Columbia’s Earth Institute, Earth Engineering Center and the Urban Habitat Project undertook the research project, combining policy perspectives with technical perspectives, at the Center for Urban Research and Policy of Columbia’s School of International and Public Affairs (SIPA).

In May of 1996, Mayor Rudolph Giuliani and Governor George Pataki announced that Fresh Kills, where most of the City’s trash had been dumped since 1947, would be shut down. Over the next five years, the Fresh Kills Closure Task Force developed a short-term plan for reducing the 13,000 tons of waste delivered daily to Fresh Kills. After the final closing of Fresh Kills, the Department of Sanitation (DOS) adopted a 20-year interim plan that disposes of waste by moving it out of the state by truck, rail and barge, the transportation being handled by private contractors.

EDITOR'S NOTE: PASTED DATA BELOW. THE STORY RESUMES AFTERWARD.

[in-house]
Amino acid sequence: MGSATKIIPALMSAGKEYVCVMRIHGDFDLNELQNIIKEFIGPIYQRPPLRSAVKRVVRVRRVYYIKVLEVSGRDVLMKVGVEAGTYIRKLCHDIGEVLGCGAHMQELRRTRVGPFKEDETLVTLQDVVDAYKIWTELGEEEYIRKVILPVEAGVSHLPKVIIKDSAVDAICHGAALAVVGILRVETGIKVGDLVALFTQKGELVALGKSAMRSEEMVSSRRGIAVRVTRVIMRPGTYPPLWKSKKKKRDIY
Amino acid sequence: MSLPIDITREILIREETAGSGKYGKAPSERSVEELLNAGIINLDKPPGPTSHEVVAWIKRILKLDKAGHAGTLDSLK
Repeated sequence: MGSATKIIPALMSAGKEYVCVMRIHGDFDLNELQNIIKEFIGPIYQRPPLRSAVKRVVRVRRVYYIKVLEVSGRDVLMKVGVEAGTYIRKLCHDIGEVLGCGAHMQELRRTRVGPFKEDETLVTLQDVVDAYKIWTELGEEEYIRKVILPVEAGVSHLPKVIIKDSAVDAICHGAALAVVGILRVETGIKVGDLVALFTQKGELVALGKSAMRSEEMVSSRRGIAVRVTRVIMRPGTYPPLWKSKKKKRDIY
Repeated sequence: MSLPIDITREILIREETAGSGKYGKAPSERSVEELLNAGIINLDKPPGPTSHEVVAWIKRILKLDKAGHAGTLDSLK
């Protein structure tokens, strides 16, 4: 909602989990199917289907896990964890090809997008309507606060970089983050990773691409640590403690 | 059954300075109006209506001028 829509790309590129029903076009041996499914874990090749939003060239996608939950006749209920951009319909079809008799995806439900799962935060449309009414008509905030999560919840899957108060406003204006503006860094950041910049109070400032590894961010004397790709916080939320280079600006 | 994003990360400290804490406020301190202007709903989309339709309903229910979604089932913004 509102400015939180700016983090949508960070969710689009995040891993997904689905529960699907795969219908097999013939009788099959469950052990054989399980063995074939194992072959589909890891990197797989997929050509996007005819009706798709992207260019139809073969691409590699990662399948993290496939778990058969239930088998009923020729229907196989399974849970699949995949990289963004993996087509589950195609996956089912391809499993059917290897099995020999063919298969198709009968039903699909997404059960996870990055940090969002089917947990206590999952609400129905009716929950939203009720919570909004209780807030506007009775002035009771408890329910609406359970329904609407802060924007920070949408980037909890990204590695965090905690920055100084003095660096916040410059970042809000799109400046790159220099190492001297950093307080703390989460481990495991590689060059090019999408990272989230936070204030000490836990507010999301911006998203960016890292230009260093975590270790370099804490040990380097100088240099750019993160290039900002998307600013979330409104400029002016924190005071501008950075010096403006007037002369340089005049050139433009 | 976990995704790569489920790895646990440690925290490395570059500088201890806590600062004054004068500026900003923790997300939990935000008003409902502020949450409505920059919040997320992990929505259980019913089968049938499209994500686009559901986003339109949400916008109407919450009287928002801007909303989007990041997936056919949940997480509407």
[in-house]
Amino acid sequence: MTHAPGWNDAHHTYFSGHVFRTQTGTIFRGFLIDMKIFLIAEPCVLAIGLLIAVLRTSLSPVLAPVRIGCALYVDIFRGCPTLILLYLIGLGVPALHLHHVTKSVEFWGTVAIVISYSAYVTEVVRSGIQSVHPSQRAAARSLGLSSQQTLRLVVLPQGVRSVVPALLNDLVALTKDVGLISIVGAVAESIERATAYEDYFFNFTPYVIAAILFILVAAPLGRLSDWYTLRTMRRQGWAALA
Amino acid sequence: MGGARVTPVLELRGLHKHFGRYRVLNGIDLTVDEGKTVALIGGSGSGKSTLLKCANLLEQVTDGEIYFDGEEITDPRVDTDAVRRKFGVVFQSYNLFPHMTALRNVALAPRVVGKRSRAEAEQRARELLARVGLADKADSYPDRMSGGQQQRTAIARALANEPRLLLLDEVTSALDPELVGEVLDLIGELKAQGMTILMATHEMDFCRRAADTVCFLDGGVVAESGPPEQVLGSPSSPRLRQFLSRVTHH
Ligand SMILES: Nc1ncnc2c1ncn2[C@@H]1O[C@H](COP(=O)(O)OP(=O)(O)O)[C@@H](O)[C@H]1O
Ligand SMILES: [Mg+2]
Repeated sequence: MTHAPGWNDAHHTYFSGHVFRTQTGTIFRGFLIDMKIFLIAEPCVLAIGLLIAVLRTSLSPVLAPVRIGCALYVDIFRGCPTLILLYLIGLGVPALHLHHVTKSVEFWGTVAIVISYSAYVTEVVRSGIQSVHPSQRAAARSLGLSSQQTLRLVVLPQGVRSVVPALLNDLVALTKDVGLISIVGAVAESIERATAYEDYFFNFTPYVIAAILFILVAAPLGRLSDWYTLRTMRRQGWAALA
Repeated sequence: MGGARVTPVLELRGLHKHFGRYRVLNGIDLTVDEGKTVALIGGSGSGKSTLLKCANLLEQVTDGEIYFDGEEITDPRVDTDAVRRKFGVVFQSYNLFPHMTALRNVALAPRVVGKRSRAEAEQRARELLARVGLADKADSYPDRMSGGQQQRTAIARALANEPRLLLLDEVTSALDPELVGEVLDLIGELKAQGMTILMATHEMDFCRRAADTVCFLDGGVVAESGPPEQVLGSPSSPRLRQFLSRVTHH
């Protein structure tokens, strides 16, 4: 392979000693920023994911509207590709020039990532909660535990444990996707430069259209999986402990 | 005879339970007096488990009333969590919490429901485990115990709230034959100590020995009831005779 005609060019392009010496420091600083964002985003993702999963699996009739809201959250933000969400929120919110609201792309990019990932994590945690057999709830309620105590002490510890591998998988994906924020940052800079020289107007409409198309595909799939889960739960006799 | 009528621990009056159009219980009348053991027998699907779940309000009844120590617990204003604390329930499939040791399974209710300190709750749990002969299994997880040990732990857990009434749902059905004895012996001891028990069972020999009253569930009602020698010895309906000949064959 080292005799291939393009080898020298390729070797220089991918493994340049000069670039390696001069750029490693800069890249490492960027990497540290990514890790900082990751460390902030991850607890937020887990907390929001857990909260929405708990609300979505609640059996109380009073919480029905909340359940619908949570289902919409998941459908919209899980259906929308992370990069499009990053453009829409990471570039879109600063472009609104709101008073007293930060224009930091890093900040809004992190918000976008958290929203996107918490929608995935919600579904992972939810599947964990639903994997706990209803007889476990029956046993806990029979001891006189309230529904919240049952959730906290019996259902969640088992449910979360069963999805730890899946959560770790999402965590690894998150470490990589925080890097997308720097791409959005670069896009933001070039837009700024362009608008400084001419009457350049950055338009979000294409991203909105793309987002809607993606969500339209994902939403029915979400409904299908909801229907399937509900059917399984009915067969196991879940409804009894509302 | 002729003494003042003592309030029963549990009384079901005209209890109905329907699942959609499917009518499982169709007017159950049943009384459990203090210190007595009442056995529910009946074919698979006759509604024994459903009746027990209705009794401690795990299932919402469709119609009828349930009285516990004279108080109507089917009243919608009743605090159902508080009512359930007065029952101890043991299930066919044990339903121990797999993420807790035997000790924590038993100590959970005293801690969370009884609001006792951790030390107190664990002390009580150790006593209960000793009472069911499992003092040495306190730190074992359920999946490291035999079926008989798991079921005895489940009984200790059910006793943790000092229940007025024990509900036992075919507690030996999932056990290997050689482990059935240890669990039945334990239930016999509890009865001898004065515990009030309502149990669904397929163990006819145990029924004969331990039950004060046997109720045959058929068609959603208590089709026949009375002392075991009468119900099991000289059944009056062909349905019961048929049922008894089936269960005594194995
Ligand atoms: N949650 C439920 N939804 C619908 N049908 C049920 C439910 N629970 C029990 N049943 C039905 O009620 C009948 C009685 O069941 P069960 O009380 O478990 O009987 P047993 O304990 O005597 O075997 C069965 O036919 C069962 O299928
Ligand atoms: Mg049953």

While accepting the interim plan as necessary for the time being, the report observes that if a better solution is not reached in the future, New York City will be vulnerable on several fronts:

  • Financially, taxpayers will suffer from the increased costs of waste transportation; dumping at Fresh Kills cost $42 a ton, but with waste export, the cost rises to an estimated $70 to $100 a ton. Furthermore, exporting waste puts the City at the mercy of an increasingly consolidated waste transportation industry.